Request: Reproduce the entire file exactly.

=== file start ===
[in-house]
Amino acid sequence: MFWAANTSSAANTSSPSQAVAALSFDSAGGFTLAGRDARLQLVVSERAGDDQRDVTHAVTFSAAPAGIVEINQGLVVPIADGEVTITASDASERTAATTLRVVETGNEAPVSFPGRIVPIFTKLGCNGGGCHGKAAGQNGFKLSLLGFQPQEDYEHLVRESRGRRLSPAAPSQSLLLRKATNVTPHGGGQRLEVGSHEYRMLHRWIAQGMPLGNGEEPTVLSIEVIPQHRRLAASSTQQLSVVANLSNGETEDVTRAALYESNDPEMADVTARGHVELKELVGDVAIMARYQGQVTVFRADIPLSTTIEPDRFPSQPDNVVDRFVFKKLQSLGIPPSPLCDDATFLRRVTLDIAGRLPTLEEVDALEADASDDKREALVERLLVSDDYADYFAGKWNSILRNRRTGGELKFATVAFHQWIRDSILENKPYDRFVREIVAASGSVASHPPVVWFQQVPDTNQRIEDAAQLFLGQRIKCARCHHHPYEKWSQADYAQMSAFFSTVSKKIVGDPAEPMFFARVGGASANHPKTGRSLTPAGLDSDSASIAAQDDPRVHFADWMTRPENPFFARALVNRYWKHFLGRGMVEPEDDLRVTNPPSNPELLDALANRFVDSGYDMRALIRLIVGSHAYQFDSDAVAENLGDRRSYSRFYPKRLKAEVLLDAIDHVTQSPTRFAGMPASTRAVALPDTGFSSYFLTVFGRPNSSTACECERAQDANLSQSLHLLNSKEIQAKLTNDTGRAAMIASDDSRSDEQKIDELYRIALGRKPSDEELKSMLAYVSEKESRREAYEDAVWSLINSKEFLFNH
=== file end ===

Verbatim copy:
[in-house]
Amino acid sequence: MFWAANTSSAANTSSPSQAVAALSFDSAGGFTLAGRDARLQLVVSERAGDDQRDVTHAVTFSAAPAGIVEINQGLVVPIADGEVTITASDASERTAATTLRVVETGNEAPVSFPGRIVPIFTKLGCNGGGCHGKAAGQNGFKLSLLGFQPQEDYEHLVRESRGRRLSPAAPSQSLLLRKATNVTPHGGGQRLEVGSHEYRMLHRWIAQGMPLGNGEEPTVLSIEVIPQHRRLAASSTQQLSVVANLSNGETEDVTRAALYESNDPEMADVTARGHVELKELVGDVAIMARYQGQVTVFRADIPLSTTIEPDRFPSQPDNVVDRFVFKKLQSLGIPPSPLCDDATFLRRVTLDIAGRLPTLEEVDALEADASDDKREALVERLLVSDDYADYFAGKWNSILRNRRTGGELKFATVAFHQWIRDSILENKPYDRFVREIVAASGSVASHPPVVWFQQVPDTNQRIEDAAQLFLGQRIKCARCHHHPYEKWSQADYAQMSAFFSTVSKKIVGDPAEPMFFARVGGASANHPKTGRSLTPAGLDSDSASIAAQDDPRVHFADWMTRPENPFFARALVNRYWKHFLGRGMVEPEDDLRVTNPPSNPELLDALANRFVDSGYDMRALIRLIVGSHAYQFDSDAVAENLGDRRSYSRFYPKRLKAEVLLDAIDHVTQSPTRFAGMPASTRAVALPDTGFSSYFLTVFGRPNSSTACECERAQDANLSQSLHLLNSKEIQAKLTNDTGRAAMIASDDSRSDEQKIDELYRIALGRKPSDEELKSMLAYVSEKESRREAYEDAVWSLINSKEFLFNH